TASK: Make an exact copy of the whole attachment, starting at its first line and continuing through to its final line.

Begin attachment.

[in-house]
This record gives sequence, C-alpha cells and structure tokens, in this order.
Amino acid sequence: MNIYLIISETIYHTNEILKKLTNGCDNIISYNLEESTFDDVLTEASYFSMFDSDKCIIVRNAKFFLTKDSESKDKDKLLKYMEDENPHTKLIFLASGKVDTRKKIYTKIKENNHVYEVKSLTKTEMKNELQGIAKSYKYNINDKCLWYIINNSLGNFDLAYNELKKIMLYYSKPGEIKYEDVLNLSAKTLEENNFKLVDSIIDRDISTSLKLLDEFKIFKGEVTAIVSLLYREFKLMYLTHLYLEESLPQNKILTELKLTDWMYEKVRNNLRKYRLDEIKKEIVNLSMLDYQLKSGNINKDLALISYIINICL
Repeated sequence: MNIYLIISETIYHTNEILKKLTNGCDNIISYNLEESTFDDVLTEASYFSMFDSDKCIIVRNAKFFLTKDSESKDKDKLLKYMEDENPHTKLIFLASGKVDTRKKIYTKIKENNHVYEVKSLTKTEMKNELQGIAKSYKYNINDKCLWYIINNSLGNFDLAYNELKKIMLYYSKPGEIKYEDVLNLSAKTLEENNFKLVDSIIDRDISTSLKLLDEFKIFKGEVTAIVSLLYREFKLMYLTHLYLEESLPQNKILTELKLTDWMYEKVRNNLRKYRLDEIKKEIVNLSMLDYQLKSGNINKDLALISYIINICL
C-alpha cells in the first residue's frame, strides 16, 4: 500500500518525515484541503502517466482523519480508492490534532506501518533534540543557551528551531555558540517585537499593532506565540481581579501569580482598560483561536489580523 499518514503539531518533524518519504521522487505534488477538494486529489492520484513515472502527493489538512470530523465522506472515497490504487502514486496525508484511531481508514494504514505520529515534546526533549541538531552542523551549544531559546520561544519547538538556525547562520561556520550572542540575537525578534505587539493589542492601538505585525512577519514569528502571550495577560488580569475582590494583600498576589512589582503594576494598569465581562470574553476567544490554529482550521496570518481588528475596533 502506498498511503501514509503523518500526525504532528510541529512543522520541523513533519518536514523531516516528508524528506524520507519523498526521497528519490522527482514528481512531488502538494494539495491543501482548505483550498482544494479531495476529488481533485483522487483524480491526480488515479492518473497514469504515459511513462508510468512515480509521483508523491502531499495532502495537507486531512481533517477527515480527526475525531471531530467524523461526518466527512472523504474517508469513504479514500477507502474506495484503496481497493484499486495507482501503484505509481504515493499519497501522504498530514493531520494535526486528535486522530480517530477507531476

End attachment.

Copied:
[in-house]
This record gives sequence, C-alpha cells and structure tokens, in this order.
Amino acid sequence: MNIYLIISETIYHTNEILKKLTNGCDNIISYNLEESTFDDVLTEASYFSMFDSDKCIIVRNAKFFLTKDSESKDKDKLLKYMEDENPHTKLIFLASGKVDTRKKIYTKIKENNHVYEVKSLTKTEMKNELQGIAKSYKYNINDKCLWYIINNSLGNFDLAYNELKKIMLYYSKPGEIKYEDVLNLSAKTLEENNFKLVDSIIDRDISTSLKLLDEFKIFKGEVTAIVSLLYREFKLMYLTHLYLEESLPQNKILTELKLTDWMYEKVRNNLRKYRLDEIKKEIVNLSMLDYQLKSGNINKDLALISYIINICL
Repeated sequence: MNIYLIISETIYHTNEILKKLTNGCDNIISYNLEESTFDDVLTEASYFSMFDSDKCIIVRNAKFFLTKDSESKDKDKLLKYMEDENPHTKLIFLASGKVDTRKKIYTKIKENNHVYEVKSLTKTEMKNELQGIAKSYKYNINDKCLWYIINNSLGNFDLAYNELKKIMLYYSKPGEIKYEDVLNLSAKTLEENNFKLVDSIIDRDISTSLKLLDEFKIFKGEVTAIVSLLYREFKLMYLTHLYLEESLPQNKILTELKLTDWMYEKVRNNLRKYRLDEIKKEIVNLSMLDYQLKSGNINKDLALISYIINICL
C-alpha cells in the first residue's frame, strides 16, 4: 500500500518525515484541503502517466482523519480508492490534532506501518533534540543557551528551531555558540517585537499593532506565540481581579501569580482598560483561536489580523 499518514503539531518533524518519504521522487505534488477538494486529489492520484513515472502527493489538512470530523465522506472515497490504487502514486496525508484511531481508514494504514505520529515534546526533549541538531552542523551549544531559546520561544519547538538556525547562520561556520550572542540575537525578534505587539493589542492601538505585525512577519514569528502571550495577560488580569475582590494583600498576589512589582503594576494598569465581562470574553476567544490554529482550521496570518481588528475596533 502506498498511503501514509503523518500526525504532528510541529512543522520541523513533519518536514523531516516528508524528506524520507519523498526521497528519490522527482514528481512531488502538494494539495491543501482548505483550498482544494479531495476529488481533485483522487483524480491526480488515479492518473497514469504515459511513462508510468512515480509521483508523491502531499495532502495537507486531512481533517477527515480527526475525531471531530467524523461526518466527512472523504474517508469513504479514500477507502474506495484503496481497493484499486495507482501503484505509481504515493499519497501522504498530514493531520494535526486528535486522530480517530477507531476